John Conlee is a lot like the songs of which he sings. He lives a domestic life with his wife Gale and three children, Rebecca, Jessica and Johnny. During the past two decades, Conlee has achieved a level of success that he has sustained by simply being himself and by making records that the listening public can relate to. He is a gifted entertainer, but he’s not into the glitz and hype of the entertainment world. He’d rather spend his “off the road” time working on his 32 acre farm outside of Nashville or engaging in his woodworking and gunsmithing hobbies.
'Friday Night Air' features City Lites
The “Friday Night Air” summer concert series continues Friday at the Spirit Broadband amphitheater in downtown Crossville with the City Lites Band. They are a very popular four-piece band from Crossville that has performed throughout Tennessee and the Southeast for more than three decades. Their lineup features Marty Gibson on guitar and vocals, Flavy Miller on bass and vocals, Glenn Holverson on saxophones and Wade England on drums. The song list includes a wide variety of musical styles from swing, country, '50’s and '60’s, rock and more. Something for everyone to enjoy! The performance is free to the public and begins at 6 p.m. and is sponsored by the Historic Palace Theatre and the city of Crossville.
Gypsy, Front Page News open this weekend
They're gearing up for a very exciting week both at the Cumberland County Playhouse and at the Rhea County Courthouse in Dayton!
Vintage Dance Society opens PAART season
The Performing Arts Alliance of Rural Tennessee (PAART) is pleased to announce the first event in it’s 2014-15 season: the Lexington Vintage Dance Society will perform "Downton Abbey Era: The Titanic to the Jazz Age" in period costumes. This performance will take place Oct. 3 at 7 p.m. at the Palace Theatre in Crossville.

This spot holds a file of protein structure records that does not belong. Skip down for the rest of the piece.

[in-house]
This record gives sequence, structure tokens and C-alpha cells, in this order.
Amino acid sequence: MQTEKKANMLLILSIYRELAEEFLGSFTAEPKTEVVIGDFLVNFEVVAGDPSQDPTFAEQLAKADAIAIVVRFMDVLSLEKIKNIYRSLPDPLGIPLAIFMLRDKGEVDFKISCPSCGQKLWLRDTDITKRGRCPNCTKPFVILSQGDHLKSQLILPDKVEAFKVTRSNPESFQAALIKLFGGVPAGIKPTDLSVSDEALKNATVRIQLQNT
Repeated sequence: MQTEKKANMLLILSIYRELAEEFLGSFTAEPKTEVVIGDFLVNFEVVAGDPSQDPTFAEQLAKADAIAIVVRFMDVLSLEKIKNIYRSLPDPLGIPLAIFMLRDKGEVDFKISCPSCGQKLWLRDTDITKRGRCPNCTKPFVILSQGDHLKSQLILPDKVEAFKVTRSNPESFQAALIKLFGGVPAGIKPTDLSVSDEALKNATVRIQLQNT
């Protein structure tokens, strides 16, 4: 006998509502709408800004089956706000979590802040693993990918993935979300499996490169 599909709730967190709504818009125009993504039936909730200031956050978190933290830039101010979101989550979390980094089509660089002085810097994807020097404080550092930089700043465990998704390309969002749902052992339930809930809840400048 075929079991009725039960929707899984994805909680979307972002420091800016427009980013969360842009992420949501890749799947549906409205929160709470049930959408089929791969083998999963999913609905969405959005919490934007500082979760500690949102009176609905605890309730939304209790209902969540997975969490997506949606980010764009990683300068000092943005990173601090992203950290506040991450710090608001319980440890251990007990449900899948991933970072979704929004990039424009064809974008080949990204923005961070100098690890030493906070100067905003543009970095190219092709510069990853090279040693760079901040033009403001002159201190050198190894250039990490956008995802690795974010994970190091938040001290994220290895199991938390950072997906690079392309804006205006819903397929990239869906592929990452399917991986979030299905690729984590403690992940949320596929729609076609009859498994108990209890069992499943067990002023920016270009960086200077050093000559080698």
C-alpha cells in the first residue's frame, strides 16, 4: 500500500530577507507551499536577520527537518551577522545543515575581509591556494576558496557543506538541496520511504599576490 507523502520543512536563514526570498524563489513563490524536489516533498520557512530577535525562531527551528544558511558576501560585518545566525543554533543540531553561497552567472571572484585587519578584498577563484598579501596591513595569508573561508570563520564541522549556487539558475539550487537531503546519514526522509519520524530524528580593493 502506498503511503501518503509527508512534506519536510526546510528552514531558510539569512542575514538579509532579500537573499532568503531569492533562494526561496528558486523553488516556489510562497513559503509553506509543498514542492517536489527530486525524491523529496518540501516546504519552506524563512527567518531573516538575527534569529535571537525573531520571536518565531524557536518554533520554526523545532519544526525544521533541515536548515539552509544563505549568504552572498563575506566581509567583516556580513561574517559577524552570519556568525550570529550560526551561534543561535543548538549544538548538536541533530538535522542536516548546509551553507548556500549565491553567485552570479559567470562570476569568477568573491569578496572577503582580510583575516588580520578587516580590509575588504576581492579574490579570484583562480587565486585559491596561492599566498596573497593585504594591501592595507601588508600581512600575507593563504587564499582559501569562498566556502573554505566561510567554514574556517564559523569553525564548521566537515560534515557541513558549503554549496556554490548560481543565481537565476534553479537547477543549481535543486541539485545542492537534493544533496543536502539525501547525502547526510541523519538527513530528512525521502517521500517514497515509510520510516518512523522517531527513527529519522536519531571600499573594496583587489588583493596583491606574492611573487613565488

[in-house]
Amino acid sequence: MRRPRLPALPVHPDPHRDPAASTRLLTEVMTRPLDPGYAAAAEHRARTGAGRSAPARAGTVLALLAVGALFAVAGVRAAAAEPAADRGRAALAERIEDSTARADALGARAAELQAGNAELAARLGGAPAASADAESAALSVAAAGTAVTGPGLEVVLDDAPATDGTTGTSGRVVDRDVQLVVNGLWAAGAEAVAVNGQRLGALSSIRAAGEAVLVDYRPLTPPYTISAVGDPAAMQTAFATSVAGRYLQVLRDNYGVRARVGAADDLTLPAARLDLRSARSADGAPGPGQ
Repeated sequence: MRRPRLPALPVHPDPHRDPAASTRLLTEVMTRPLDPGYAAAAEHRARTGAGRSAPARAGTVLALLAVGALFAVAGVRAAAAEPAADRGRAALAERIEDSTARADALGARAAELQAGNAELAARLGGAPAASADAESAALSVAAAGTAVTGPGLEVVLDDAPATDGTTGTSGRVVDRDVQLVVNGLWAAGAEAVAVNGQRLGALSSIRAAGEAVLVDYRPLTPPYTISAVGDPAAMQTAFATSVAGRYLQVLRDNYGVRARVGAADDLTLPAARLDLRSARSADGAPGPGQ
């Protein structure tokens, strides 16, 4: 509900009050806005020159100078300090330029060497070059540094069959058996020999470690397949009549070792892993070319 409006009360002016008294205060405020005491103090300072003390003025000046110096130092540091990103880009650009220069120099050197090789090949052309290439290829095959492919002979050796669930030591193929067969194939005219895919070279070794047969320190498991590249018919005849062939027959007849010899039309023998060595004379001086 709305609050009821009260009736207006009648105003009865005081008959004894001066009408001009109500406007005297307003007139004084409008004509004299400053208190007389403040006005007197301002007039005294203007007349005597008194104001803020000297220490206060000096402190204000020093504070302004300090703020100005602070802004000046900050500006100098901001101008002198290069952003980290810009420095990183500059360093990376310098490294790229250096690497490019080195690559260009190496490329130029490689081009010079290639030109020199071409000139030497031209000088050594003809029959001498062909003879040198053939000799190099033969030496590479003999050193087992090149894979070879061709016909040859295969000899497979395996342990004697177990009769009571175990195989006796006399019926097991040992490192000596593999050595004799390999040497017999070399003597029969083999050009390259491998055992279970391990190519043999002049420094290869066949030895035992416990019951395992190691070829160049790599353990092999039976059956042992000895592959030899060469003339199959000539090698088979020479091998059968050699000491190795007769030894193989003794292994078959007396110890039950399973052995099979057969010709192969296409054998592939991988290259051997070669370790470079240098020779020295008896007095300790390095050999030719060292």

Gypsy Hombres take stage Sunday
For years, there has been a persistent legend in Nashville about a crazy gypsy ‘Fiddler on the Roof” who dances as he plays the violin on the roof of his Victorian house. Cumberland County Playhouse will prove the legend is 100 percent true as The Gypsy Hombres take the stage Sunday.
'Gypsy' opens July 18 at CCP
Beginning July 18, everything’s coming up roses as the Playhouse brings one of the greatest American musicals of all time to life… “Gypsy”! From the unforgettable first notes of its legendary overture to the final white hot spotlight, “Gypsy” is considered by many to be “the best musical ever,” as it tells the story of the archetypal stage mother, Rose, and her daughters, June and Louise.
‘Wild Man’ takes Palace stage Aug. 23
Look out, Crossville, here comes the coolest guy in town and his name is Rafael R. Soriano, also known by fans everywhere as “Wild Man,” but he calls himself “Wild Man Billy Ralph!”
'An Evening with Steven Whitson' to benefit Kids on the Rise
ds on the Rise will be hosting a fund-raising concert Aug. 2 at the Palace Theatre. The local non-profit agency will present An Evening with Steven Whitson.